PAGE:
Hasmukh Review: Vir Das Nails it As a Killer in This Netflix Series
TV/Streaming Reviews

Hasmukh Review: Vir Das Nails it As a Killer in This Netflix Series

Hasmukh Review: Vir Das gives it his all but is the series worth it? Read on

  • Movie Name Hasmukh (Netflix,10 Episodes)
  • Director Nikhil Gonsalves
  • Actor Vir Das, Ranveer Shorey, Manoj Pawa, Suhail Nayyar, Ravi Kissan
  • Rating
  • Rating 3.5/5 Stars

Rating: ***1/2 (3.5 Stars)

It’s like Lata  Mangeshkar being hired  to play a  bad singer. It takes a very brilliant actor to play a bad actor. Vir Das, a first-rate stand-up comedian, plays an inept pathetically cheerless stand-up comedian in  Hasmukh who needs a strong impetus  to  make him come  alive on stage.

No, a shot of  that strong beverage won’t do. Something far  more potent…like  murder perhaps?

It is  a tempting premise for a crime  thriller. Something like Sonam Kapoor playing a couture  queen who kills  to  kill it on  the ramp. And Vir Das , who really should be  seen more often,  simply nails  it. He is an innocent,  virginal wannabe comic virtuoso bullied by his abusive  uncle, and  sexually molested by his aunt who gropes  him while he makes the tea. Chai-ld abuse?

The biggest bully of all is Manoj Pawa (in an  obscenely ill-fitting wig)  and  he, unwittingly, becomes Hasmukh’s first murder victim.Pawa  becomes the  ghost at Hasmukh’s burlesque banquet.

This is dark humour at  its darkest. Hasmukh’s wretched  unhappiness is on  a level of the Joker. He either kills in  frustration or gets killed. As  simple(?)as  that!  From this distracting takeoff point, Hasmukh builds into a savagely  sinister crescendo  of  repression and  comeuppance.  I have to admit that the episodes got unwieldy as  they progressed. The TV channel in search of  TRPs steps in with all the sublety of a  sledgehammer negotiating a head pinned  to the wall. Ravi Kissan is  a fine fusion of farce and ferocity as the channel head.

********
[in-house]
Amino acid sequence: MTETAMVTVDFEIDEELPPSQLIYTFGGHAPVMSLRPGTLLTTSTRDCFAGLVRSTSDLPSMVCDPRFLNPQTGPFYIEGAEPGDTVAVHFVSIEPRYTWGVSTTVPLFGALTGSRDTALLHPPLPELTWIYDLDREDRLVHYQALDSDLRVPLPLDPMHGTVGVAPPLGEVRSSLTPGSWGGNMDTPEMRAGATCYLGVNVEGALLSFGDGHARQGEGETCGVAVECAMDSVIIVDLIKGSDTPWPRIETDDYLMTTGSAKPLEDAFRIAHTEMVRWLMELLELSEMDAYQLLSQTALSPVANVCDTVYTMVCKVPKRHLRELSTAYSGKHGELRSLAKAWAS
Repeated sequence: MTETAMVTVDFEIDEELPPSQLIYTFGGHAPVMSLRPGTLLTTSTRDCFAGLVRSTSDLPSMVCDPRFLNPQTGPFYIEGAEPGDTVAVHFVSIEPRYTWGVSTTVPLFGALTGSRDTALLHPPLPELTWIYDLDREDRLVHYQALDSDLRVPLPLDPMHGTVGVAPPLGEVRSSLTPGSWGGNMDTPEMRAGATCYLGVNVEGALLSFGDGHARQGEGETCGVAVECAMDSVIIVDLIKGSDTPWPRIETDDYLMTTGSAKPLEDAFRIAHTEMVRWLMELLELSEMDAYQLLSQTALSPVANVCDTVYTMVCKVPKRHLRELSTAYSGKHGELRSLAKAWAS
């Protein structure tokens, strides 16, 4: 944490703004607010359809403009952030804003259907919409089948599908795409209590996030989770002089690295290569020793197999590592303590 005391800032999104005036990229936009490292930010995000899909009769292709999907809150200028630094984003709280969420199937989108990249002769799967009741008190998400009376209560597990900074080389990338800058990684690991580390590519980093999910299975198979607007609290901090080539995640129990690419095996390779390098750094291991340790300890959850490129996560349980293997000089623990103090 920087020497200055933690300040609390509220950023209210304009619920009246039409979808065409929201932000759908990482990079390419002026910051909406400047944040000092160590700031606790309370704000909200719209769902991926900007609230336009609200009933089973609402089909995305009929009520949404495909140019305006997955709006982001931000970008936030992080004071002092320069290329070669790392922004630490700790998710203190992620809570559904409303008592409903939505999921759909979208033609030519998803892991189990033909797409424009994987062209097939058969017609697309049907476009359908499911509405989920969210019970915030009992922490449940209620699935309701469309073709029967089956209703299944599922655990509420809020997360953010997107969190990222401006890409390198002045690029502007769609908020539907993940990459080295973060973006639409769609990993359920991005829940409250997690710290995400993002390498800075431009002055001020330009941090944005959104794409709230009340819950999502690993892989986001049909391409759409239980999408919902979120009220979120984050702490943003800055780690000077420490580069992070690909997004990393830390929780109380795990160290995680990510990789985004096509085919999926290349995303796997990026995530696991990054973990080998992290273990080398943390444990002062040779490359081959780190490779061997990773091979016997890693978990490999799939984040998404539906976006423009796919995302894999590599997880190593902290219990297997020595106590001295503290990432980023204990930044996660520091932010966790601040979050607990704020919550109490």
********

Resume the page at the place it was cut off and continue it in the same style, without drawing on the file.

He reminded me of Jackie Shroff in  Goldie Behl’s film Bas Itna Sa  Khwab Hai while Kissan’s  assistant  (Amrita Bagchi)  is  a distant akin of Sushmita Sen  in the same  film. She  swings between being a  Good Girl and a Badass Babe. Take  you pick.

Vir Das’s guileless giggle giver’s persona  beguns to  wear thin as  he  goes on a killing spree one episode at a  time, as  if following a  self-discipline  routine. It doesn’t get better just because his victims are  all  sleazeballs .What  I found more  convincing was Hasmukh’s rivalry with  the other stand-up comic KK (played  by Suhail Nayyar). In a lengthy sequence towards the end of  the  plodding  journey, KK drunkenly declares himself a loser. It’s  well-performed monologue, and one that  makes us alert to  the  series’ failings with the character’s feelings.

We never know why Hasmukh feels the way he does about his comedic abilities being tied to  crime. There is  a romance towards  the end with a foreigner, a love interest which is of interest  to no one, not even Hasmukh  himself.  His failings as a human being are so broad, they leave no room in us for empathy.  Still, Vir Das keeps us watching till the end. I wanted to feel for Hasmukh because he was played by an actor who understands failure and knows how to handle  it better than  Hasmukh.

Accompanying Vir Das’s Hasmukh on his  killing spree is his friend and manager Jimmy, played by Ranvir Shorey who never fails to succeed no matter what the character. Das and Shorey  play off each other in a  balanced conflict that the  plot  on the whole lacks. The narrative wobbles. Das doesn’t.

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